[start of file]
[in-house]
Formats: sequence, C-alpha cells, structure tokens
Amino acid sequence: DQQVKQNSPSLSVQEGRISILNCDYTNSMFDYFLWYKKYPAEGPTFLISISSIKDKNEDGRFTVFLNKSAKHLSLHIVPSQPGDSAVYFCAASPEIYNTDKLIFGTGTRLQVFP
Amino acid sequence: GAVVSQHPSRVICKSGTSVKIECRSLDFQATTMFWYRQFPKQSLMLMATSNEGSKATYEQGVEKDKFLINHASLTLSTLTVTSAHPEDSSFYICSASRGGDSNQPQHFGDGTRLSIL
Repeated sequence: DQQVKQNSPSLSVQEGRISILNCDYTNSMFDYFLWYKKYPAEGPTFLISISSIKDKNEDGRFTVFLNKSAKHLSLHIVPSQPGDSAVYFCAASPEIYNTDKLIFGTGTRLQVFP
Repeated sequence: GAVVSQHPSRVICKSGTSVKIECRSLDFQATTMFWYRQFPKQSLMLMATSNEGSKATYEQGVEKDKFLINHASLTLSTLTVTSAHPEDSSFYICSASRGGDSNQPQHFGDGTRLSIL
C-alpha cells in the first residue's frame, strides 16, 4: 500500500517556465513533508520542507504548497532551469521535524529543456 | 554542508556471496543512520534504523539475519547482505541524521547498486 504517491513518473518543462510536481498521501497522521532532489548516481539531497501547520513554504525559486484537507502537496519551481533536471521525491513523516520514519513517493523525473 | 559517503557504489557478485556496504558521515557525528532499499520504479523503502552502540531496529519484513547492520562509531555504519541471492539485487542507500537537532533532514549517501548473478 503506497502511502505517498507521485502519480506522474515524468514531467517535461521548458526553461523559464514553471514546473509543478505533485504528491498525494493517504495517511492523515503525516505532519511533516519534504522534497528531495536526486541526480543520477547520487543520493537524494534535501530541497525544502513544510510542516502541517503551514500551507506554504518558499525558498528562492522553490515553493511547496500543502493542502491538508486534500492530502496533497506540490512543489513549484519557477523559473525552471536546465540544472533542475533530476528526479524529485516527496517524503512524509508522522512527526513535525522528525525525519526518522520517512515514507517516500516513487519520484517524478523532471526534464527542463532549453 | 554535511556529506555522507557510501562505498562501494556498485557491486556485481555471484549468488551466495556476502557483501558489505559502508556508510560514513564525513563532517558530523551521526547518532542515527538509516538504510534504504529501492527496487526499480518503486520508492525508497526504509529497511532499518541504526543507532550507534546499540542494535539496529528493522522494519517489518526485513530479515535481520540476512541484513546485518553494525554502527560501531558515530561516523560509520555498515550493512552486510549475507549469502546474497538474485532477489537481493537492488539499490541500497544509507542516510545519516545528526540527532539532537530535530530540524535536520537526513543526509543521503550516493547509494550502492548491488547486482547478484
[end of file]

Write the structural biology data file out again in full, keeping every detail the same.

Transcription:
[in-house]
Formats: sequence, C-alpha cells, structure tokens
Amino acid sequence: DQQVKQNSPSLSVQEGRISILNCDYTNSMFDYFLWYKKYPAEGPTFLISISSIKDKNEDGRFTVFLNKSAKHLSLHIVPSQPGDSAVYFCAASPEIYNTDKLIFGTGTRLQVFP
Amino acid sequence: GAVVSQHPSRVICKSGTSVKIECRSLDFQATTMFWYRQFPKQSLMLMATSNEGSKATYEQGVEKDKFLINHASLTLSTLTVTSAHPEDSSFYICSASRGGDSNQPQHFGDGTRLSIL
Repeated sequence: DQQVKQNSPSLSVQEGRISILNCDYTNSMFDYFLWYKKYPAEGPTFLISISSIKDKNEDGRFTVFLNKSAKHLSLHIVPSQPGDSAVYFCAASPEIYNTDKLIFGTGTRLQVFP
Repeated sequence: GAVVSQHPSRVICKSGTSVKIECRSLDFQATTMFWYRQFPKQSLMLMATSNEGSKATYEQGVEKDKFLINHASLTLSTLTVTSAHPEDSSFYICSASRGGDSNQPQHFGDGTRLSIL
C-alpha cells in the first residue's frame, strides 16, 4: 500500500517556465513533508520542507504548497532551469521535524529543456 | 554542508556471496543512520534504523539475519547482505541524521547498486 504517491513518473518543462510536481498521501497522521532532489548516481539531497501547520513554504525559486484537507502537496519551481533536471521525491513523516520514519513517493523525473 | 559517503557504489557478485556496504558521515557525528532499499520504479523503502552502540531496529519484513547492520562509531555504519541471492539485487542507500537537532533532514549517501548473478 503506497502511502505517498507521485502519480506522474515524468514531467517535461521548458526553461523559464514553471514546473509543478505533485504528491498525494493517504495517511492523515503525516505532519511533516519534504522534497528531495536526486541526480543520477547520487543520493537524494534535501530541497525544502513544510510542516502541517503551514500551507506554504518558499525558498528562492522553490515553493511547496500543502493542502491538508486534500492530502496533497506540490512543489513549484519557477523559473525552471536546465540544472533542475533530476528526479524529485516527496517524503512524509508522522512527526513535525522528525525525519526518522520517512515514507517516500516513487519520484517524478523532471526534464527542463532549453 | 554535511556529506555522507557510501562505498562501494556498485557491486556485481555471484549468488551466495556476502557483501558489505559502508556508510560514513564525513563532517558530523551521526547518532542515527538509516538504510534504504529501492527496487526499480518503486520508492525508497526504509529497511532499518541504526543507532550507534546499540542494535539496529528493522522494519517489518526485513530479515535481520540476512541484513546485518553494525554502527560501531558515530561516523560509520555498515550493512552486510549475507549469502546474497538474485532477489537481493537492488539499490541500497544509507542516510545519516545528526540527532539532537530535530530540524535536520537526513543526509543521503550516493547509494550502492548491488547486482547478484